3 P’s Drive Small Business Success in 2010

In the coming months, the healthcare debate, business
incentives and changes to the tax code will be at the forefront of
local and national debates. Though important, these are issues in which
the individual small business owner has minimal say. Instead of
focusing on these larger issues, entrepreneurs should focus their
efforts on enhancing small business productivity, prudence, and profit
as we move into 2010.


Productivity

In the last few years, many companies learned to do more with
less as cuts in spending and employment left many small businesses
demanding more out of their employees. In 2010, small business
productivity will remain vital as employees continue to carry a heavy
workload. For companies to succeed, they need to arm their employees
with the right small business productivity tools.

By identifying and implementing the right small business
solutions, entrepreneurs can get more out of their employees and save
money. Increased productivity among full-time employees can result in
more sales, the development of better products and services, faster
completion of tasks, and improved customer service.

Regardless of the industry, many companies will turn to small
business communication solutions that can improve productivity. For
example, a doctor’s office may select an Interactive Voice Response
system (IVR) to more efficiently handle and direct calls during and
after business hours. Companies with hourly employees, like field
service repair companies, may use location-based services to track
field technicians and redirect them based on cost drivers like fuel
consumption. Or, many companies may look to deploy BlackBerrys to their
staff to help them stay connected anytime, anywhere helping fuel better
small business productivity. Finding small business solutions that
improve productivity will greatly impact a bottom line.


Prudence


While the economic freefall has halted and the economy even had some
bright spots in 2009, most companies are not popping celebratory
champagne. And as much as we’d all like to see 2010 herald a recovery
of small business productivity, many economists and so-called
“financial experts” are predicting only a slightly stronger economy in
2010. Next year, prudence will be the name of the game when it comes to
small business solutions.

With a sharp eye on spending, small businesses will need to be
prudent in their decision making and ensure they are making the right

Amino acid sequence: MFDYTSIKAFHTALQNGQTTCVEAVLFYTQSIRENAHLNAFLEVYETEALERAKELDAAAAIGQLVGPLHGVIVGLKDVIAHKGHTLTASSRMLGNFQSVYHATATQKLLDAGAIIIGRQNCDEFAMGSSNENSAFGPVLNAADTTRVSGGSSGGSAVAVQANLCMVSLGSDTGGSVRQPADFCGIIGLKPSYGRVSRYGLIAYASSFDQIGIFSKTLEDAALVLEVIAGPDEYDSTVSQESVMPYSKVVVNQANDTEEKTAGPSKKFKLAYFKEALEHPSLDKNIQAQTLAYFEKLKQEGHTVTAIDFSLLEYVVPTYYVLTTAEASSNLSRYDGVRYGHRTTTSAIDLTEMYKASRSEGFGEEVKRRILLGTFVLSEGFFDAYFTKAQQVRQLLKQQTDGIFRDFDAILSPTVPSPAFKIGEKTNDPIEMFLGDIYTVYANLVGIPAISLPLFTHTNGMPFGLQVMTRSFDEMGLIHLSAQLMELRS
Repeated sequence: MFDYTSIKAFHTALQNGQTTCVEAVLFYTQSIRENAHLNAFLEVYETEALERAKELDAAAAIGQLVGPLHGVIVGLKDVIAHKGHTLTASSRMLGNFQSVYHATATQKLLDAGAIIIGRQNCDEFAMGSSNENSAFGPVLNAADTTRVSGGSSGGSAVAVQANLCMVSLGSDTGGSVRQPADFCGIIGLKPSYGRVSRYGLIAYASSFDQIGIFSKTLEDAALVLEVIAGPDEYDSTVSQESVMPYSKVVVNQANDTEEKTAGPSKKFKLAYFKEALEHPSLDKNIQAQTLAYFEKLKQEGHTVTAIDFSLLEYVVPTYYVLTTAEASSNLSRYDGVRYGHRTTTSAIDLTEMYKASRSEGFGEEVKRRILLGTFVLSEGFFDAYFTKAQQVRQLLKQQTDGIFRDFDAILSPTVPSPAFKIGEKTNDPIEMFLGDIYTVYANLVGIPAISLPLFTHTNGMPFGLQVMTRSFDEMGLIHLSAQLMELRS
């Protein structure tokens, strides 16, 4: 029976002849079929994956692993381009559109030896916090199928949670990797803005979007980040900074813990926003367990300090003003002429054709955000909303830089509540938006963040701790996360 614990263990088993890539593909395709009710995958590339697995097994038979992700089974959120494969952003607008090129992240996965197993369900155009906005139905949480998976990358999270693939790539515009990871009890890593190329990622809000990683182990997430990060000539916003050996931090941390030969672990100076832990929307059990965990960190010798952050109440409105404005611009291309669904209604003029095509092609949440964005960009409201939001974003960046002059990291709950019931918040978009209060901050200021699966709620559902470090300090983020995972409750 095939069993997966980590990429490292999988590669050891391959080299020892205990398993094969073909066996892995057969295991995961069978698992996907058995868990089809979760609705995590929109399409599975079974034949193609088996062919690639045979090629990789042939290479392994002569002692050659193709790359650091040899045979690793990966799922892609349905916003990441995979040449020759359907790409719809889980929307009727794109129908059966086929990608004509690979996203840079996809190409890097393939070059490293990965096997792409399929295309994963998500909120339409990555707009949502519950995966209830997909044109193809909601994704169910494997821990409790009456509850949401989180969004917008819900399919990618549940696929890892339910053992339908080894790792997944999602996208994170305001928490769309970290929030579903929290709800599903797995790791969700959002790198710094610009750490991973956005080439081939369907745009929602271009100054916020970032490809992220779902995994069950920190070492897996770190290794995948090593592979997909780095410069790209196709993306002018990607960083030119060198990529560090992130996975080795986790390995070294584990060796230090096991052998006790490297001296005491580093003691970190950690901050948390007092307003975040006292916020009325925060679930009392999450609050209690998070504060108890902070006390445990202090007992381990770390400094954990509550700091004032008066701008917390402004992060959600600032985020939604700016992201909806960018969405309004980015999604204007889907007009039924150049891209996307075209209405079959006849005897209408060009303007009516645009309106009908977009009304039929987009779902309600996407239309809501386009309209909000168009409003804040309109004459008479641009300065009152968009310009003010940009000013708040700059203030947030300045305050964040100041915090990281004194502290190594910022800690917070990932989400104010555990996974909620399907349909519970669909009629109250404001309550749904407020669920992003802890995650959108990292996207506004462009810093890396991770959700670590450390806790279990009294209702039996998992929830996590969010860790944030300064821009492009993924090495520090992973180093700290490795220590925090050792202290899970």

investments. Finding employees that have the right skill set, investing
in developing or marketing your best product, and selecting small
business solutions that will help your company grow will all demand
prudence.

But this careful decision making will not only focus on
spending, but on all aspects of small business productivity. Many
companies may reexamine their niche market or how they “have always
done things” to find new and better small business solutions. Just as
Thomas Jefferson once wrote, “…a little rebellion now and then is a
good thing,” a shake-up of how your small business operates may be in
order.


Profit

One consequence of the downturn is that many companies
unfortunately closed their doors. As a result, those who survived the
recession now have fewer competitors vying for customers. As the
economy stabilizes, banks begin to loan more money and businesses are
more comfortable with spending money, the small businesses that
positioned themselves correctly will have a stronger opportunity for
market penetration than they’ve likely seen in recent years. By making
prudent decisions and focusing on driving small business productivity,
companies will be well-positioned to profit in 2010 and beyond.

If the past 12 months have taught us anything, it’s that no
amount of economic forecasting is completely precise. But, let’s all
look forward to 2010 with a focus on small business productivity,
prudence, and profit, as well as the promise of what a new year will
bring to small businesses.


This story first appeared in Corp! magazine Dec. 3Article Submission, 2009.